Keen game bird hunters will be putting the latest innovations to the test this weekend as duck shooting season begins.
Today is the first day of the season and there are a number of quirky tricks - including new products - that hunters will be using to give them an advantage.
Fish and Game New Zealand communications manager Don Rood outlined some of this season's top techniques for bagging ducks.
Rood said mobile decoys were growing in popularity due to their effectiveness.
"Now you've got some that not only flap their wings but shoot jets of water out so there's lots of activity... [they're] magnificent," he said.
"Their wings flap because birds are quite alert to that, a little bit of movement is always good. They are becoming more common."
Mobile decoys have remote controls on them to avoid them "flapping and carrying on" when no ducks are around, Rood said.
"You can turn them on when it looks like something is interested in your decoys."
Measures taken to outsmart particularly cunning game were also all the rage according to Rood.
"Another innovation brand new for this season is using ultraviolet paints on the decoys because that's how birds see, so it looks more realistic to have that UV reflection.
"The other one is flocking, which is putting a flock material on your decoy so it looks more natural, suede or something like that, so they don't reflect light like a plastic decoy would.
"Ducks are wild creatures and survival is uppermost in their minds, so you've got to try and think what is going to look natural to them rather than what looks natural to the human eye, so there are a lot of innovations on the decoy presentation front."
Having a decoy that moves is a serious advantage during a hunt.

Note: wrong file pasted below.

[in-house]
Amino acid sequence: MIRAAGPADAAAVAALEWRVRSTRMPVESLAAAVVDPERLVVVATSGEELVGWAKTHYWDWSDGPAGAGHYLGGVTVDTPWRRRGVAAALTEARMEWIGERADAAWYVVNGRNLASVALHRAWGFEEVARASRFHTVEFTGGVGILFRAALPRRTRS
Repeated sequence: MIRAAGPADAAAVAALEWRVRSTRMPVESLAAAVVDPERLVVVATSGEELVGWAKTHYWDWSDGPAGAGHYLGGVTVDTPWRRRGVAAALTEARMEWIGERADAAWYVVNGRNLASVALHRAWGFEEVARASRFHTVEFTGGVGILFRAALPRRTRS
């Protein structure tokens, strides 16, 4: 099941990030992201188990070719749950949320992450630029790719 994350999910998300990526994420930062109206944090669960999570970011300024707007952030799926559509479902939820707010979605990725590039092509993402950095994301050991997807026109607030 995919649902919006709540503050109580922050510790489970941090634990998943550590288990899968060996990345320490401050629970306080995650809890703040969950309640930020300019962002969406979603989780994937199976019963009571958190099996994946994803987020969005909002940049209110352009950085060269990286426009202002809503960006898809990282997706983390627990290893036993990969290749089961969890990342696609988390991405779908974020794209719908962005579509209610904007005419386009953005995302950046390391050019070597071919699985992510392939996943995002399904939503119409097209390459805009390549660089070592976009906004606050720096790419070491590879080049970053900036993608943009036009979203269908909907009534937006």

"The big thing with hunters is what they call movement in the decoy, because ducks don't come there and sit rock solid like they're in ice, and that's what these motion decoys are all about," Rood said.
"They squirt water, do everything... even make you a cup of tea."
Top of the range duck decoys don't come cheap. Hunting and Fishing offers a "Flapping Splasher", billed as the "ultimate next-generation decoy" for $400. The decoy can be remote controlled from up to 50m away, and uses jets to splash water above its head and draw the attention of game.
"If people think they're going to get one ahead of their mates they're always ready to buy the latest and greatest equipment," Rood said.
A controversial move that has upset purists is the gaining prevelance of electronic calls using SD cards and USB ports.
"There's a real schism in that because people who are good callers with a normal duck call look with disdain on these, but at the same time for people who can't call or are just getting into duck hunting it's a good way of giving them an advantage."
An electronic game caller with two slots for SD cards will cost $189-$205.
A large amount of rain in Auckland and Waikato meant layout blinds were another effective technique gaining traction in the hunting community.
"Ducks aren't going to be confined to the pond or stream, there's so much water sloshing around that they could be anywhere," Rood said.
"They have these things called layout blinds, you lie down on them so they have a really low profile, you put a bit of camo around them, and some of the flasher ones their doors spring open and you go 'surprise'."